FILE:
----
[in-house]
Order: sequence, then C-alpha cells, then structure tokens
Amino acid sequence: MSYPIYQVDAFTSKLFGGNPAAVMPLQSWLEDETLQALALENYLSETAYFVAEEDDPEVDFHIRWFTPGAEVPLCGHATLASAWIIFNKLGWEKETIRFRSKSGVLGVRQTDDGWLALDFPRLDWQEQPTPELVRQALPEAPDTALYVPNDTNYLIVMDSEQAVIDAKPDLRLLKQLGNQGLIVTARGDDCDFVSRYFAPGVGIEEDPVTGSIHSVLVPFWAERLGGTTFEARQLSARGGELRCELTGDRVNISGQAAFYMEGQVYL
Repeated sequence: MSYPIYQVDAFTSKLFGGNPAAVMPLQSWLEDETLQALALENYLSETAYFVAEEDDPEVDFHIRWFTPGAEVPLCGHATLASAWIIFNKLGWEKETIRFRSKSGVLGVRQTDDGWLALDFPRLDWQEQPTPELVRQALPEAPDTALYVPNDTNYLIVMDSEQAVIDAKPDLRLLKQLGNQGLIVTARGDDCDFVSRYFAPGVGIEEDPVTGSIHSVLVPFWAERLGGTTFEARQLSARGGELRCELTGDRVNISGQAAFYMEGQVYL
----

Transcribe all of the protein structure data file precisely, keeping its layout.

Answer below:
[in-house]
Order: sequence, then C-alpha cells, then structure tokens
Amino acid sequence: MSYPIYQVDAFTSKLFGGNPAAVMPLQSWLEDETLQALALENYLSETAYFVAEEDDPEVDFHIRWFTPGAEVPLCGHATLASAWIIFNKLGWEKETIRFRSKSGVLGVRQTDDGWLALDFPRLDWQEQPTPELVRQALPEAPDTALYVPNDTNYLIVMDSEQAVIDAKPDLRLLKQLGNQGLIVTARGDDCDFVSRYFAPGVGIEEDPVTGSIHSVLVPFWAERLGGTTFEARQLSARGGELRCELTGDRVNISGQAAFYMEGQVYL
Repeated sequence: MSYPIYQVDAFTSKLFGGNPAAVMPLQSWLEDETLQALALENYLSETAYFVAEEDDPEVDFHIRWFTPGAEVPLCGHATLASAWIIFNKLGWEKETIRFRSKSGVLGVRQTDDGWLALDFPRLDWQEQPTPELVRQALPEAPDTALYVPNDTNYLIVMDSEQAVIDAKPDLRLLKQLGNQGLIVTARGDDCDFVSRYFAPGVGIEEDPVTGSIHSVLVPFWAERLGGTTFEARQLSARGGELRCELTGDRVNISGQAAFYMEGQVYL